You are here:
Effects of Environmentally Relevant Concentrations of Bisphenol A on the Fathead Minnow
DURHAN, E. J., J. E. CAVALLIN, K. M. JENSEN, M. D. KAHL, E. A. MAKYNEN, L. M. THOMAS, L. C. WEHMAS, DAN VILLENEUVE, AND G. T. ANKLEY. Effects of Environmentally Relevant Concentrations of Bisphenol A on the Fathead Minnow. Presented at SETAC North America 31st Annual Meeting, Portland, OR, November 07 - 11, 2010.
These studies suggest that BPA can influence HPG axis function in fish at environmentally-relevant concentrations.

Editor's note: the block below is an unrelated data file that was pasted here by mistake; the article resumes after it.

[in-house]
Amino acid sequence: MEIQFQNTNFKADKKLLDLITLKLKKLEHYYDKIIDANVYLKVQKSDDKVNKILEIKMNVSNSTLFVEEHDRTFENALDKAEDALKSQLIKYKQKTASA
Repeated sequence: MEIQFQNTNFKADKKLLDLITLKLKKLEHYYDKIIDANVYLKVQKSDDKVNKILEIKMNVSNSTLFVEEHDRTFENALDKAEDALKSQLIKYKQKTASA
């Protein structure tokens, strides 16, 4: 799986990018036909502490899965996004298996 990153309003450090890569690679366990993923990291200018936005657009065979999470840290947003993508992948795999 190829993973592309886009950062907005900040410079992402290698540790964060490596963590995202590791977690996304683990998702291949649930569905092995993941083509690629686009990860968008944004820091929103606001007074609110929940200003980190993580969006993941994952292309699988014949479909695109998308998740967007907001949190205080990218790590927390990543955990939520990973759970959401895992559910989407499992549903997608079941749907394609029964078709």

Bisphenol A (BPA) is a wide-spread environmental contaminant of concern due, in part, to possible effects on the vertebrate hypothalamic-pituitary-gonadal (HPG) axis, including activation of the estrogen receptor (ER). There is a reasonable amount of toxicological information for aquatic species exposed to BPA, but much of these data have been generated at relatively high test concentrations. The objective of this study was to determine the effects of BPA on ex vivo sex steroid (testosterone [T], estradiol [E2]) production, plasma concentrations of T, E2, and vitellogenin (VTG), and VTG gene expression. Adult fathead minnows (Pimephales promelas) were exposed for four days to water concentrations of 0.01, 0.1, 1, 10 and 100 µg BPA/L, a range that encompasses concentrations observed in the environment. Water concentrations of BPA were measured daily without sample concentration using liquid chromatography along with mass spectrometry and fluorescence detection. The detection limit of the chemical analysis method was 0.009 µg BPA/L. Exposure to water concentrations as low as 0.1 µg BPA/L significantly reduced ex vivo E2 production by ovary tissue collected from exposed female fish. Exposure to BPA also caused significant induction of VTG in males, a classic marker of exposure to estrogenic chemicals, albeit at a concentration (100 ìg/L) 1000 times greater than that which significantly impacted ovarian E2 production. Overall these studies suggest that BPA can influence HPG axis function in fish at environmentally-relevant concentrations.